New Hope Valley Railway

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The New Hope Valley Railway is a heritage railroad in Bonsal, North Carolina operated by the North Carolina Railway Museum, Inc., an all-volunteer, nonprofit, and tax exempt educational and historical organization.

The railroad consists of a total of 5 miles of track between the communities of Bonsal, North Carolina and New Hill, North Carolina.

Excursion trains[edit]

The New Hope Valley Railway excursion train returns to Bonsal led by a double-header of the visiting Flagg Coal Co. #75 and NHVRY's own #15 steam engines.

The railroad operates passenger excursion trains on the first Sunday of each month from May to November and both Saturday and Sunday during the first two weekends in December. Special trains are operated for Halloween on the evening of the last Saturday in October and another special Santa Train during the Christmas season. They have many other themed train excursions throughout the year.

Operate-a-Loco[edit]

The New Hope Valley Railway has many different special activities that people can participate in. One of them is their Operate-a-Loco program. On select Saturdays and Sundays, anybody who wishes to (must be over age 18 and have a valid drivers license) may come and drive one of their diesel or steam locomotives. You are guided along their 4 miles of track (8 mile round trip) under the supervision of one of their trained engineers. All equipment and other items are provided by the railway.

Organization[edit]

The railroad is operated by an all-volunteer crew, and it is a member of the Association of Railway Museums and the East Carolina Chapter of the National Railway Historical Society (NRHS).

Collection[edit]

The North Carolina Railway Museum also displays a collection of historic railroad equipment used in North Carolina at the railroad's Bonsal terminal. This is a primarily outdoor exhibit, and is open to the public from 9:00 a.m. to 5:00 p.m. on weekends only throughout the year.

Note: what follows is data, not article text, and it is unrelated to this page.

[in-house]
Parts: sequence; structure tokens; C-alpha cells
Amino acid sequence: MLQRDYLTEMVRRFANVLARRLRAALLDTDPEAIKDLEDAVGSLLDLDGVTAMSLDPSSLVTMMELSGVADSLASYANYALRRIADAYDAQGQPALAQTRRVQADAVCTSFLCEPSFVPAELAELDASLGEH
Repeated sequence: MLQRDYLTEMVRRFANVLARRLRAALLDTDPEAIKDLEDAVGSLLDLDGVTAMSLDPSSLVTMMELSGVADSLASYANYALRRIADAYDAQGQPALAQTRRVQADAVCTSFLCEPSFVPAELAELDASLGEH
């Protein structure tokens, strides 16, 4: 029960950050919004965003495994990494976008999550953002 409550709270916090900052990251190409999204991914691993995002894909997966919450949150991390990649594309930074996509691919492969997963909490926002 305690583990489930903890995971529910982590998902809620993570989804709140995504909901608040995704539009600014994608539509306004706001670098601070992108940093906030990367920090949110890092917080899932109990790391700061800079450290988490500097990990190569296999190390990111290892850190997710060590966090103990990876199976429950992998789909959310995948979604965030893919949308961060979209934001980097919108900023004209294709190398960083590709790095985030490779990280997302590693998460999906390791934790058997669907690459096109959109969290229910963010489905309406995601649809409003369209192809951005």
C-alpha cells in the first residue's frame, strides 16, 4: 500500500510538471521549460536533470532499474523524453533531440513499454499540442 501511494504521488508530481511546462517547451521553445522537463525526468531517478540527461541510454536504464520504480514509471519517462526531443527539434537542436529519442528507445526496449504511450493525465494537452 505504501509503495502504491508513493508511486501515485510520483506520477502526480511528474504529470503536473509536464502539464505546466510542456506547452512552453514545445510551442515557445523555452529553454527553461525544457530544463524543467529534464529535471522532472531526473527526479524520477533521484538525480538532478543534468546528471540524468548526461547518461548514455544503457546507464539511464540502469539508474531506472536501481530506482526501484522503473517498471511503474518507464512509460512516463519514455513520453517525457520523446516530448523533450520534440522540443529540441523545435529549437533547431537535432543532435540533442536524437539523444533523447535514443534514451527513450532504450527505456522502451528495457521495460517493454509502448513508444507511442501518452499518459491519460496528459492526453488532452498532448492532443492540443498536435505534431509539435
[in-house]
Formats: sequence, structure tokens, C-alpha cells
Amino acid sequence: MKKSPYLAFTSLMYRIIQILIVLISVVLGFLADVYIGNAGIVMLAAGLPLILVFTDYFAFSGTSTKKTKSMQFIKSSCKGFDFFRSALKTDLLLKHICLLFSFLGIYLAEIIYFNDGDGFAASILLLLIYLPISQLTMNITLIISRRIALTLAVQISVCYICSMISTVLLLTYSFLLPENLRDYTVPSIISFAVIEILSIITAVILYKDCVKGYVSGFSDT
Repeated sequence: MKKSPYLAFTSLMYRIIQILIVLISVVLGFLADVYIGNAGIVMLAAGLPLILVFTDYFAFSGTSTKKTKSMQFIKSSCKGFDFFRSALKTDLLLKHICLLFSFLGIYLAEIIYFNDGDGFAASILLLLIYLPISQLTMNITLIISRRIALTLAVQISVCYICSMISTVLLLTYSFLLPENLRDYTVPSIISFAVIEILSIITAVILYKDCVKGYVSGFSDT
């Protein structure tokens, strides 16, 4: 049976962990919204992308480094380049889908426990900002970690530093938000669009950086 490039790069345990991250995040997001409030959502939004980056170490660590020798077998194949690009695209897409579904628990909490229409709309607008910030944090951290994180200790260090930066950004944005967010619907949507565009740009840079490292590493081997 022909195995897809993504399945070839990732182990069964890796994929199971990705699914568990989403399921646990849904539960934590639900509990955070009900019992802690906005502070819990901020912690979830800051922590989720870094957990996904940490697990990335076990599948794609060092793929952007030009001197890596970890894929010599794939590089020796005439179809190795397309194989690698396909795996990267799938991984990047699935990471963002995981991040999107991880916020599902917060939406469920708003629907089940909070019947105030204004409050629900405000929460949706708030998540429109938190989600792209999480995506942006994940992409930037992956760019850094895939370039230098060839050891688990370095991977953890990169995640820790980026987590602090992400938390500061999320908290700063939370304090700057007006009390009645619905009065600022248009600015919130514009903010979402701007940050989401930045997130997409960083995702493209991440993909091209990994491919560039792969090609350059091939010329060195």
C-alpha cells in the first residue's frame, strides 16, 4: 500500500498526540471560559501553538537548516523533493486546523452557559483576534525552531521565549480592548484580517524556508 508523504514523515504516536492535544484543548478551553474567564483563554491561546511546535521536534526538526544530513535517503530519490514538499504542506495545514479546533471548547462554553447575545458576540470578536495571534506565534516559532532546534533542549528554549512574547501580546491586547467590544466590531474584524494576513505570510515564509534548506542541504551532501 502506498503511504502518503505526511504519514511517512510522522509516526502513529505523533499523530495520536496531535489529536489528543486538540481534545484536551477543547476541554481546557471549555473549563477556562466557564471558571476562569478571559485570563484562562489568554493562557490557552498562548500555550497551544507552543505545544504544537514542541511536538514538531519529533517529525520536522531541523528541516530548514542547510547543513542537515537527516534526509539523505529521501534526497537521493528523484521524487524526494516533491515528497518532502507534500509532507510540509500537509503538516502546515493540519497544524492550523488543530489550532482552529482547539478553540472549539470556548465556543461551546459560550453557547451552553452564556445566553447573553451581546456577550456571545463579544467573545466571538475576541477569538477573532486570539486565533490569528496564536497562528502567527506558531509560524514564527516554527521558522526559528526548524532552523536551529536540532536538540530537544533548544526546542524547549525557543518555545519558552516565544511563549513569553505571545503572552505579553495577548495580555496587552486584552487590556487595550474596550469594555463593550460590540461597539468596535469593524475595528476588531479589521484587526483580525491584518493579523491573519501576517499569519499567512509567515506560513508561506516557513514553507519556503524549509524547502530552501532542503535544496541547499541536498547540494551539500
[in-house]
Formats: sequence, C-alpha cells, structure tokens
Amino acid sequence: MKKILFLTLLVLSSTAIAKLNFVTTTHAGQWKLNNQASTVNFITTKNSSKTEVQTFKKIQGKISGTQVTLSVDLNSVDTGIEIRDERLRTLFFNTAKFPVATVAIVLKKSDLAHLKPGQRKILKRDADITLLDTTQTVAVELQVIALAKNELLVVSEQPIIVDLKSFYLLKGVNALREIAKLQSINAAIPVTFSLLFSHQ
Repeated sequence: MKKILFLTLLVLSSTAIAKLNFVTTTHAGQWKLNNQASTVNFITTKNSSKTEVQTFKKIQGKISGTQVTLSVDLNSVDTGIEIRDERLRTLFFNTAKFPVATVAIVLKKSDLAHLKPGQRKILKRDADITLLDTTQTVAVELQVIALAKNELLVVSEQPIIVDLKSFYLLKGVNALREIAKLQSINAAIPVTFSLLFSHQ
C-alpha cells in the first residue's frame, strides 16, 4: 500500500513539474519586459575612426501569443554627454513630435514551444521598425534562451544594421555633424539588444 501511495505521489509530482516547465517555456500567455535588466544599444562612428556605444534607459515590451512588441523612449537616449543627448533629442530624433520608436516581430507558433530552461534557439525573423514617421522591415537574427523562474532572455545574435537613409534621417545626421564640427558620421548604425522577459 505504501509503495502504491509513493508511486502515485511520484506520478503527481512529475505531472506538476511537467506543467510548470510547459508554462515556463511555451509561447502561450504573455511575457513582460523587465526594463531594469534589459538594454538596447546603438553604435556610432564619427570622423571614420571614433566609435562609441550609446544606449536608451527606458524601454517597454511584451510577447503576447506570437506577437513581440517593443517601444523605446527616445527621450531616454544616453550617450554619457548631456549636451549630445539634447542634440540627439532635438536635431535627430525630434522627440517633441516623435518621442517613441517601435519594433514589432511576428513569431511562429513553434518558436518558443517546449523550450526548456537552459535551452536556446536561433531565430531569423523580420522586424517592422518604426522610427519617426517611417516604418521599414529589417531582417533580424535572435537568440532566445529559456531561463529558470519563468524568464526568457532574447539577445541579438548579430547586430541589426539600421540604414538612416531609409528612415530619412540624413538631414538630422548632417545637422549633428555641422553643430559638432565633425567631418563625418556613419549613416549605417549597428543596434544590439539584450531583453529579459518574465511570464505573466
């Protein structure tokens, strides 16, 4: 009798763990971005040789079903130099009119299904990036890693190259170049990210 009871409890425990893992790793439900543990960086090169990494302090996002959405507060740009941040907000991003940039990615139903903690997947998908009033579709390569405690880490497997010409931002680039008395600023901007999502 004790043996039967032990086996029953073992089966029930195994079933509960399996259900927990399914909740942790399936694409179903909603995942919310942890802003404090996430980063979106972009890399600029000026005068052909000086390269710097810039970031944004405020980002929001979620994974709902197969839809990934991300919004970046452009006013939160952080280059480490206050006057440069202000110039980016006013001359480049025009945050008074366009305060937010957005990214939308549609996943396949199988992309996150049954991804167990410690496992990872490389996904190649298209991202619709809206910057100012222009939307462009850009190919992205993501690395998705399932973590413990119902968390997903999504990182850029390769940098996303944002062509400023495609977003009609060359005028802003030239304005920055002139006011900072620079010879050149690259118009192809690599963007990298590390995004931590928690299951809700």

Locomotives[edit]

  • 1 - A 2-6-2 Prairie Type Steam locomotive built by Vulcan Iron Works in 1927 for the McRae Lumber & Manufacturing Company. Sold to the Cliffside Railroad[1] in 1933 and renumbered 110, and was the last steam locomotive to operate on the road before it dieselized in 1962. The 110 was eventually sold to the Stone Mountain Scenic Railroad, a tourist railroad that operates around the perimeter of Stone Mountain Park in Stone Mountain, Georgia. The 110 operated here until 1982, when it encountered running gear issues. The railroad's owner, the Stone Mountain Memorial Association, then placed it on display. The Stone Mountain Memorial Association donated the engine to the New Hope Valley Railway in Bonsal, North Carolina in 2012, and the engine was moved to the railway in early February 2013. The New Hope Valley intends to restore the engine to operating condition, which is anticipated to take five to seven years at an estimated cost of $600,000 based on an initial survey of the engine performed in 2012. A full survey of the 110 will be performed by the New Hope Valley Railway in 2013 to ascertain final restoration costs.

Rolling stock[edit]

History[edit]

The railroad line operated as the New Hope Valley Railway was originally constructed as the Durham & South Carolina Railroad (D&SC) in 1905-1906 to tap the timber resources of the valley of New Hope Creek, and served the communities of Bonsal, North Carolina where it had a junction with the Seaboard Air Line Railroad (now part of CSX), Beaver Creek, North Carolina, Seaforth, North Carolina, Farrington, North Carolina, Blands, North Carolina, Penny, North Carolina, and Durham, North Carolina.

The line was extended south between 1911 and 1913 from Bonsal, North Carolina to Duncan, North Carolina where it joined the Norfolk Southern Railroad. The D&SC line was leased by the Norfolk Southern Railroad in 1917 to provide the larger railroad with access to the City of Durham, North Carolina. In 1925 a spur was built at Durham, North Carolina to serve the new plant of the American Tobacco Company in that city. The line was rebuilt on a new alignment in the 1970s by the US Army Corps of Engineers when the B. Everett Jordan Dam was constructed, impounding the valley of New Hope Creek to form Jordan Lake. The line eventually became (briefly) part of the Southern Railway, and a 6-mile section was sold to the East Carolina Chapter, NRHS in 1983. This organization was subsequently renamed the North Carolina Railway Museum, Inc. early in 2008.

The northern portion of the original railroad, from the community of New Hill, North Carolina north to Durham, North Carolina has been converted into the American Tobacco Trail. To the south, the railroad is part of the Shearon Harris nuclear power plant and its surrounding land.[2]

External links[edit]

References[edit]

  1. ^ http://remembercliffside.com/galleries/railroad/crrindex.html
  2. ^ Capehart, Al, The American Tobacco Trail, retrieved 2007-11-06